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Would You Sell Amazon Your Palm Print For $10?

Amazon is offering customers a $10 USD credit incentive to register their palm prints with its Amazon One biometric identity service, in a move slammed by privacy advocates.

Used in a number of Amazon’s retail stores, the Amazon One technology scans and records a user’s palm print for contactless ID verification, which it says can be used in applications such as retail checkouts, loyalty programs, or badging into work.

The new promotion is offering US customers an incentive to sign up for Amazon One and log their palm prints in the form of $10 Amazon credit; this would provide Amazon with another data point to help track customers for applications such as advertising and shopping recommendations.

In an email to tech news site TechCrunch, which broke the story, Albert Fox Cahn, executive director of the Technology Oversight Project, rang alarm bells about the “dystopian” privacy implications of this technology and promotion.

“Biometric data is one of the only ways that companies and governments can track us permanently. You can change your name, you can change your Social Security number, but you can’t change your palm print.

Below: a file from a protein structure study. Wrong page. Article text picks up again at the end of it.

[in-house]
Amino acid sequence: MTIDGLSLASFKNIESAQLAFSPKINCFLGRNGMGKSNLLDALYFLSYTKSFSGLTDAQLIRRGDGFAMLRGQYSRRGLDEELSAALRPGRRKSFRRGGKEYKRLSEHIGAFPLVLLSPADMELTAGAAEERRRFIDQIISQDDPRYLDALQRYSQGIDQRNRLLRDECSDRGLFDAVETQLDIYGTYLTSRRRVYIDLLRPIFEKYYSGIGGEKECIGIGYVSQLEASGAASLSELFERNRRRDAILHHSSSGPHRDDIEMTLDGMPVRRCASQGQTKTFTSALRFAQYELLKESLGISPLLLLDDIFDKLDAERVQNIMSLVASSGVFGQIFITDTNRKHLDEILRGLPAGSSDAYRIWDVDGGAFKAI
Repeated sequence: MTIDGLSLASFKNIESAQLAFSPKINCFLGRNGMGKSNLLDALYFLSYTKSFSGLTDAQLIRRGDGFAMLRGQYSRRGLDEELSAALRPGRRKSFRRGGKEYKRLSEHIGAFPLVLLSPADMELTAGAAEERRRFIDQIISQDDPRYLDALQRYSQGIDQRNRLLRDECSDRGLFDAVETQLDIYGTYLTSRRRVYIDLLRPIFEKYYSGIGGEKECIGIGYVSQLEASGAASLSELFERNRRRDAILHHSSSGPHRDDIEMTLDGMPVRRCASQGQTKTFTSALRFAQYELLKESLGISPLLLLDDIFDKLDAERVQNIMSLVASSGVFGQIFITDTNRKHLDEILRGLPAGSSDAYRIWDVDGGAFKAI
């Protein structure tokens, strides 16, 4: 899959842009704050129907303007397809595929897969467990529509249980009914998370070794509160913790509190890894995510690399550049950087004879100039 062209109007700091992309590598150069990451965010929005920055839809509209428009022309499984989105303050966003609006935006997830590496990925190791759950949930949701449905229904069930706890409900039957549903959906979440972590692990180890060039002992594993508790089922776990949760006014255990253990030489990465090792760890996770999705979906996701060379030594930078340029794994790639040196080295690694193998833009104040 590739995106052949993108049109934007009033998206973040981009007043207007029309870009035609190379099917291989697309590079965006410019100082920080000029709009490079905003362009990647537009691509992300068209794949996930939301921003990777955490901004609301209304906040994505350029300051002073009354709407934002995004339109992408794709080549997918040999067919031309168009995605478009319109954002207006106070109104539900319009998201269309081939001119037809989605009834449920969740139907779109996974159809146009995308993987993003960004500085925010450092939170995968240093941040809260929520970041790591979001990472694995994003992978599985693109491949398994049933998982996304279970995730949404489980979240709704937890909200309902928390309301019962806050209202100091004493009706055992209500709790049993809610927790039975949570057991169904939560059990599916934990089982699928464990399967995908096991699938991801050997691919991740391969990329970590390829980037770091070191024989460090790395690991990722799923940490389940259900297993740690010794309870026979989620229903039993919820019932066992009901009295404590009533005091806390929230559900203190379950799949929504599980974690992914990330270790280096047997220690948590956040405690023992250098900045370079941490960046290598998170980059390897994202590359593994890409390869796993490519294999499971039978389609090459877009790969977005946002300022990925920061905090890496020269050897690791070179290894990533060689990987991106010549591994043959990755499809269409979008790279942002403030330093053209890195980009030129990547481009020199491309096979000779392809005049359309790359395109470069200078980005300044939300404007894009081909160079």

“The more we normalise these tactics, the harder they will be to escape. If we don’t [draw a] line in the sand here, I am very fearful what our future will look like,” he said.

Amazon has tried to assuage privacy concerns, saying that customers can delete their palm data at any time and it will automatically be purged if not used for two years. In a blog post launching the technology last September, Dilip Kumar, Vice President, Physical Retail & Technology at Amazon, said the platform was designed to be highly secure.

“For example, the Amazon One device is protected by multiple security controls and palm images are never stored on the Amazon One device.

“Rather, the images are encrypted and sent to a highly secure area we custom-built in the cloud where we create your palm signature,” he said.

There are currently no physical Amazon stores in Australia, and it is not yet known if the online retail giant plans to bring its palm reader technology here.

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